Continental Drift

Earthquakes and volcanoes are a blast to talk about, but what we haven't really discussed what the driving forces behind such awesome power is.  In this section we will discuss the science that led us to an understanding of the driving mechanisms behind our mountains, volcanoes, valleys, oceans, and earthquakes.

First we need to know who Alfred Wegener is and what his hypothesis, Continental Drift is all about.

SUSD5 Student Version of The Continental Drift Activity

Purchase the Continental Drift Activity at Teachers Pay Teachers for 0.50 cents.

Before the 1800's there once was a theory of how all of our landmasses ended up in their current locations.  Below is a video that might help you understand how that happened.

Scatt and Pangaea Video.jpg

Scratt was to blame... LOL

In the early 1800's Alfred Wegener, a German scientist, noticed that when looking at the continents on a map, they looked like they might have once fit together, like a puzzle.  He hypothesized that maybe at one time all of the continents were joined together in one landmass that Wegener called, Pangaea and that the continents have been slowly drifting apart in a process called, Continental Drift.  Below is a better video that will explain Pangaea.

Pangaea Explanation Video.jpg

Not only did the continents look like they fit, but he discovered that similar plant and animal fossils were found on different continents.  Some of these fossils were plants that would have a really difficult time getting to the shores of another continent.  Some were mammals that were not swimmers, so how did they get on multiple continents when there are huge oceans in the way.  Some fossils were from organisms that lived in hot tropical climates, but were found where it is very cold.  These were hints that once upon a time, continents were joined together.  Below are some of the fossils that Wegener studied on multiple continents.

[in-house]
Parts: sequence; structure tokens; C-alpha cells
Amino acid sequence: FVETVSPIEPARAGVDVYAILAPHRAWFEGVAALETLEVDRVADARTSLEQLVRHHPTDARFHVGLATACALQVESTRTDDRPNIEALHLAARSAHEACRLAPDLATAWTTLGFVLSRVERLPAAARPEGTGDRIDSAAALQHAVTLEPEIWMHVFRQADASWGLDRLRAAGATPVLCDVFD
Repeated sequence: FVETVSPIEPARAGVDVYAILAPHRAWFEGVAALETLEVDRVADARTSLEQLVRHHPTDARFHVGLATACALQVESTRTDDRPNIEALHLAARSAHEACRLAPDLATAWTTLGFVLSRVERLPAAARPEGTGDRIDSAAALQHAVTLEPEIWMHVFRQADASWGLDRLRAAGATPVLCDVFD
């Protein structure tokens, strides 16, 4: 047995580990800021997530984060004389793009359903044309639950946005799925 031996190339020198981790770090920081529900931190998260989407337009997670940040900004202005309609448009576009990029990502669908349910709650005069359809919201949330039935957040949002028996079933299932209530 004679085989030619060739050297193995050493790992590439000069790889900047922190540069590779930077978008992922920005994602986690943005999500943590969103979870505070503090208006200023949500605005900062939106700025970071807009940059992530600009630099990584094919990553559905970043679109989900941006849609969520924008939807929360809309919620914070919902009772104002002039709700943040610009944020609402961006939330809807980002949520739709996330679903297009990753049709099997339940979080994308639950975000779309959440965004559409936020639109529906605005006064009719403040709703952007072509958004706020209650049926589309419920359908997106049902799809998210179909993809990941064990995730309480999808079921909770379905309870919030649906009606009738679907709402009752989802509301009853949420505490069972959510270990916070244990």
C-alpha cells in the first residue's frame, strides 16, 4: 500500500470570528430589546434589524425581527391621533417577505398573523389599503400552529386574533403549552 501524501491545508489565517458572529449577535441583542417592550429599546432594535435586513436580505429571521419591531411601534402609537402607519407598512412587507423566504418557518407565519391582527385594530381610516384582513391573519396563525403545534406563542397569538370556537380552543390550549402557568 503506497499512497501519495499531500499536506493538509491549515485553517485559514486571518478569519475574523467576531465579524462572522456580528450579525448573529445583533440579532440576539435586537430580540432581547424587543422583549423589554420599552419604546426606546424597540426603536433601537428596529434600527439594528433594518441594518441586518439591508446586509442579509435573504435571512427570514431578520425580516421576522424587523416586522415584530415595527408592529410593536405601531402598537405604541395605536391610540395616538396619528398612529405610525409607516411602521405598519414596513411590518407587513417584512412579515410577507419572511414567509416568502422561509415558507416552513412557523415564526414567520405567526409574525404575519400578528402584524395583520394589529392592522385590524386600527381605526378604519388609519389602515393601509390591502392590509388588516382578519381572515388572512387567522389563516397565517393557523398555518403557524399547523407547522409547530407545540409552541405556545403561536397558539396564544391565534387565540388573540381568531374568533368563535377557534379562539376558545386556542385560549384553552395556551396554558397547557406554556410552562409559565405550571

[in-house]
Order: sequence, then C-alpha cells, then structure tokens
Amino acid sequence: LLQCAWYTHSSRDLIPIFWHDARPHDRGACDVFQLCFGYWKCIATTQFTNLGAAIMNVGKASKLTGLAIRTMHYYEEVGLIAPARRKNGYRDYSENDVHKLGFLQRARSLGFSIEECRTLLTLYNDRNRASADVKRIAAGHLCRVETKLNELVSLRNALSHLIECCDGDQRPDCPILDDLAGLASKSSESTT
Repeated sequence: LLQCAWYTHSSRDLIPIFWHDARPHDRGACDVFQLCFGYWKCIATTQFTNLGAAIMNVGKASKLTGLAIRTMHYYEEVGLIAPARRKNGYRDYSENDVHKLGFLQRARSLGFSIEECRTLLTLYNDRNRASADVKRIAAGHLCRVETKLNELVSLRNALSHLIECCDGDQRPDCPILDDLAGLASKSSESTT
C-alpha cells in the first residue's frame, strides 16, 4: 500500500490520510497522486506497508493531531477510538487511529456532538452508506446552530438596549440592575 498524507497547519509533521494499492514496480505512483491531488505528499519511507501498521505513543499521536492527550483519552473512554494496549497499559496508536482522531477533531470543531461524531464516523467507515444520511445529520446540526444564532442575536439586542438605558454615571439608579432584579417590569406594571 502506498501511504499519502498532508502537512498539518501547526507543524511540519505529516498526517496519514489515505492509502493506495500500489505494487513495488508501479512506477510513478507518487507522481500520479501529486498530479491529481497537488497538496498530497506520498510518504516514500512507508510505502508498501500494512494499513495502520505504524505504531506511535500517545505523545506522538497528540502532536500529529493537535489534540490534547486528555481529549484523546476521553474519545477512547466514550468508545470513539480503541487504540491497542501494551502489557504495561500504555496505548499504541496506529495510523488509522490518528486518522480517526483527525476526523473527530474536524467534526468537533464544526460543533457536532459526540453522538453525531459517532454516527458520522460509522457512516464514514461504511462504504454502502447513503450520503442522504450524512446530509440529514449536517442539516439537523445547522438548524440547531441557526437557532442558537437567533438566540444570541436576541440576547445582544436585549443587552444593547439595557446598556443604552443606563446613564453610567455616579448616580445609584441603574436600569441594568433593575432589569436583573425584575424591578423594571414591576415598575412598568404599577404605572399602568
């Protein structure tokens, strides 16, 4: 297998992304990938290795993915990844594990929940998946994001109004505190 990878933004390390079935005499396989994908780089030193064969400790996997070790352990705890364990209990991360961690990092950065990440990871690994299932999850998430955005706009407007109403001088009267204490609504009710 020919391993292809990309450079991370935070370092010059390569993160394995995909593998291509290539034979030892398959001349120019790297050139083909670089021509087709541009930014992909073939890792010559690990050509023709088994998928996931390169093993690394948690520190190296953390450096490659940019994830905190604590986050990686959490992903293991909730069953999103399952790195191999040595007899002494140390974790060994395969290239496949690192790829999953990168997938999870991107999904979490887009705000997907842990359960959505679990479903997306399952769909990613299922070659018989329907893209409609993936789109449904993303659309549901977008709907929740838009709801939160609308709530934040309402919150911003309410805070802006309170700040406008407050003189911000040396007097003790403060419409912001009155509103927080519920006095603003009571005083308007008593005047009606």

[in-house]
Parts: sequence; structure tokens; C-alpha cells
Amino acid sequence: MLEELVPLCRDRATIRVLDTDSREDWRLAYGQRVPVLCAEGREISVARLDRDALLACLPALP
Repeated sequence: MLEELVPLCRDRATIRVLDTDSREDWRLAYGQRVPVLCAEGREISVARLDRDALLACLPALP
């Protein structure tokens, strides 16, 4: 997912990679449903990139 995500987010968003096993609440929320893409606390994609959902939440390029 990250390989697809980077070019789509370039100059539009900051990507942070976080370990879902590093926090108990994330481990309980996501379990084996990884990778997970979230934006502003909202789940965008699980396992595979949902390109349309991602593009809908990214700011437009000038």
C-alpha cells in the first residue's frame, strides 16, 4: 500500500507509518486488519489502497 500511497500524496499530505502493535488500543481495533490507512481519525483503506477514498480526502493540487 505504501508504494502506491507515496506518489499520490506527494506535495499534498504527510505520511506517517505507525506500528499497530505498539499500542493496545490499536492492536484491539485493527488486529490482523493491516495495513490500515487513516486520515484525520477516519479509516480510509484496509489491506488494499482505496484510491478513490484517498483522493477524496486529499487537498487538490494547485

Mesosaurus fossil








Below is an image showing the location of where these fossils have been discovered.

continental drift fossils

Other evidence of continental drift is that glacial deposits, glacial grooves, and other glacier evidence have been found in parts of South America, Africa, India, and Australia.  Glacial evidence has been found in these areas that are much too warm to sustain glacier growth.

yosemite batholith.jpg

Yosemite carved by glaciers in California


Glacial Till
Glacial Till Found in California.


The last piece of Wegener's hypothesis is that at edges of continents, there are similar rock types as well. Many rock types found in the Appalachian Mountains are also found in England.  Wegener hypothesized that maybe England and North America were once joined together.

Similar rock types